Ickes: "We think the popular vote is a very very strong measure."
... but you have made clear that electorals are the important number.

Russert: "If on Wednesday morning, Barack Obama has enough committed delegates and superdelegates to put him over the top, will Hilary Clinton congratulate him?"
Ickes: "We will win the nomination."
Russert: "That wasn't the question."
Ickes: "That's the answer. We will win."

Number 4 particularly bugs the CRAP out of me.

Excuse me, I'm sorry, but how can anyone vote for a person as the Leader of the Free World who cannot make contingency plans for things not panning out the way she expects it?

This kind of dig-your-heels-in-the-ground mentality is what makes her more electable? We want a President who doesn't understand that things sometimes don't go perfectly according to plan?

It's hurting party unity. And it's hurting her. If she actually does win the nomination, I'm not sure I could vote for her. I want a democrat in the White House, I really really really do. But if the democratic party, through its superdelegates (because obviously the state delegates won't the ones to make the final decision now) decides to put her on the ticket, it will be committing political suicide. And it will only have itself to blame when people like me sit at home rather than vote that egomaniac into the White House.

Thursday, May 22, 2008

The Plus Side of Irrationality

I think everyone is somewhat programmed to be "rational," or to at least want to be. It's absolutely clear that many people simply aren't "rational" in their thought processes, but usually when you point it out, they acknowledge it and have to admit that they're not. I don't think anyone goes out of their way to try to be irrational when making their day to day decisions. Heck, the law even bases a good chunk of its caselaw on the assumption that people operate rationally, and substantial deviations from that rationality cast questions on the value of the case.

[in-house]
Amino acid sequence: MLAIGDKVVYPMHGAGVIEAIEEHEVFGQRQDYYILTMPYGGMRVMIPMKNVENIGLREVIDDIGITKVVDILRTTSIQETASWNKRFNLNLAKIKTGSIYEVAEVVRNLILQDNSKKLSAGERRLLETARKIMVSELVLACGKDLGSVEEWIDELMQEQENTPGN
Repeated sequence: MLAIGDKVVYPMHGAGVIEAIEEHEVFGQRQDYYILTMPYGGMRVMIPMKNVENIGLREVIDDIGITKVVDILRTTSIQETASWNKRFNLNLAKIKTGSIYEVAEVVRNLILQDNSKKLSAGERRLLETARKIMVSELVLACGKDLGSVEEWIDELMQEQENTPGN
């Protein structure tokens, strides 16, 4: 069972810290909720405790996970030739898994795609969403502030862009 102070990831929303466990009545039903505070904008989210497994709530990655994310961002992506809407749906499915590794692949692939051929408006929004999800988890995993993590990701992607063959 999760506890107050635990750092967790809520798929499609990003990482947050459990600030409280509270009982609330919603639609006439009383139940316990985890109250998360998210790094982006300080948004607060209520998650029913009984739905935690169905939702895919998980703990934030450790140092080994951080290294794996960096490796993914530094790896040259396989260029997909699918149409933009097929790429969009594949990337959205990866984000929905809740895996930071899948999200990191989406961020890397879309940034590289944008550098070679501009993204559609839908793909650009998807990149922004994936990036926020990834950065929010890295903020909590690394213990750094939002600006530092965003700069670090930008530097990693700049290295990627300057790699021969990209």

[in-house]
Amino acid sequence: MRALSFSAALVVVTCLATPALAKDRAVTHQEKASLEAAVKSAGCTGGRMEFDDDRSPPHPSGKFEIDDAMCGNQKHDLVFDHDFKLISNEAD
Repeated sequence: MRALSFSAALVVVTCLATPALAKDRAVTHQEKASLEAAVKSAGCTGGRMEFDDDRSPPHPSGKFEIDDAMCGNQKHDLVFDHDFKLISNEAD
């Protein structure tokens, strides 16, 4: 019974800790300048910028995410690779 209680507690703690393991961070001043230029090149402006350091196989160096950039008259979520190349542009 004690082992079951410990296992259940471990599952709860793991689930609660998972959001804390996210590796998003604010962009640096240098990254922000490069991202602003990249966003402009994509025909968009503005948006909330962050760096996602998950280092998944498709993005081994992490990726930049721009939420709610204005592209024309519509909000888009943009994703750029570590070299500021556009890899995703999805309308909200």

But I've recently come to think there may be some instances when I kinda wish I were just a little bit less rational, and more completely off my rocker. I shall explain.

Just about a year ago, I was dating this guy. (Let's call him Jack.) [As a refresher for those of you (both of you!) who are reading this on a semi-regular basis (which means I've been horribly neglectful of you for not posting in ages), I pretty much stopped calling him as a chicken-shit way of calling an end to the relationship.) Anyway, point being, while not the best way of getting there, it was a pretty clean break -- I've probably only bumped into him twice since I weaseled out of it.

Jack had met most of my friends during the time we were together, and they all got along well. One of my best friends (let's call him Rick) still thinks Jack was great for me and why did I ever break up with him? I won't lay them out here, but I have my reasons, and trust me, they are very legitimate reasons.